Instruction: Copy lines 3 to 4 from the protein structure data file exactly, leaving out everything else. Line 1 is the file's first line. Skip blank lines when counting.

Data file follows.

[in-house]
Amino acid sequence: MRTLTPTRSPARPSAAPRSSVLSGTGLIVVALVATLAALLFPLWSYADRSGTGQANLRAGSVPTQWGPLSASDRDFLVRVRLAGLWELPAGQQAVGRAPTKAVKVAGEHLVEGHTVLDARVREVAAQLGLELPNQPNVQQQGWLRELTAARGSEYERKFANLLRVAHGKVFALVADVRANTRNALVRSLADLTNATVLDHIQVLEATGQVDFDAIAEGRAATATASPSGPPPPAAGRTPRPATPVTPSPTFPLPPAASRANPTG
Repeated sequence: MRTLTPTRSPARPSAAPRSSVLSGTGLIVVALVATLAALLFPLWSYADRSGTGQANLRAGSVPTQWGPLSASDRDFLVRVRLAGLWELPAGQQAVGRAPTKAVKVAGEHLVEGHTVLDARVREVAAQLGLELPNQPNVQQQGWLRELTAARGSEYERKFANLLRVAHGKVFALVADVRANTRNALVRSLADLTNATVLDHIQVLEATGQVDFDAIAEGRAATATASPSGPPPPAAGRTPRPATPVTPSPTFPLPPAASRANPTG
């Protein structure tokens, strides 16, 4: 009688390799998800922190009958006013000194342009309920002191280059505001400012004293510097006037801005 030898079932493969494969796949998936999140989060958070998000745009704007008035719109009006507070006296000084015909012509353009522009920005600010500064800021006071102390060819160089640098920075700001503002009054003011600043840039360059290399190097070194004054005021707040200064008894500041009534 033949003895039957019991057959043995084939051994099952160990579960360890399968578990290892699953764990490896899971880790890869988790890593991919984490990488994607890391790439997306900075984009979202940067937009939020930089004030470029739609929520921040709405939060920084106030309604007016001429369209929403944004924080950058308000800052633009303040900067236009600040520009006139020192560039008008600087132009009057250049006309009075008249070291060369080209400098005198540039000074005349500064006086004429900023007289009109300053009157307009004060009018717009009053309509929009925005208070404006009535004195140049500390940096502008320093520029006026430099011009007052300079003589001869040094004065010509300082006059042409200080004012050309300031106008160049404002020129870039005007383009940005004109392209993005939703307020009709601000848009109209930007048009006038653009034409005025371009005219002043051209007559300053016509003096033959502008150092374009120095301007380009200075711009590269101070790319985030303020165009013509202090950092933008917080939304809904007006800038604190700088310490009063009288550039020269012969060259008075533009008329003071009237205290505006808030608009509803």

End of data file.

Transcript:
Repeated sequence: MRTLTPTRSPARPSAAPRSSVLSGTGLIVVALVATLAALLFPLWSYADRSGTGQANLRAGSVPTQWGPLSASDRDFLVRVRLAGLWELPAGQQAVGRAPTKAVKVAGEHLVEGHTVLDARVREVAAQLGLELPNQPNVQQQGWLRELTAARGSEYERKFANLLRVAHGKVFALVADVRANTRNALVRSLADLTNATVLDHIQVLEATGQVDFDAIAEGRAATATASPSGPPPPAAGRTPRPATPVTPSPTFPLPPAASRANPTG
């Protein structure tokens, strides 16, 4: 009688390799998800922190009958006013000194342009309920002191280059505001400012004293510097006037801005 030898079932493969494969796949998936999140989060958070998000745009704007008035719109009006507070006296000084015909012509353009522009920005600010500064800021006071102390060819160089640098920075700001503002009054003011600043840039360059290399190097070194004054005021707040200064008894500041009534 033949003895039957019991057959043995084939051994099952160990579960360890399968578990290892699953764990490896899971880790890869988790890593991919984490990488994607890391790439997306900075984009979202940067937009939020930089004030470029739609929520921040709405939060920084106030309604007016001429369209929403944004924080950058308000800052633009303040900067236009600040520009006139020192560039008008600087132009009057250049006309009075008249070291060369080209400098005198540039000074005349500064006086004429900023007289009109300053009157307009004060009018717009009053309509929009925005208070404006009535004195140049500390940096502008320093520029006026430099011009007052300079003589001869040094004065010509300082006059042409200080004012050309300031106008160049404002020129870039005007383009940005004109392209993005939703307020009709601000848009109209930007048009006038653009034409005025371009005219002043051209007559300053016509003096033959502008150092374009120095301007380009200075711009590269101070790319985030303020165009013509202090950092933008917080939304809904007006800038604190700088310490009063009288550039020269012969060259008075533009008329003071009237205290505006808030608009509803």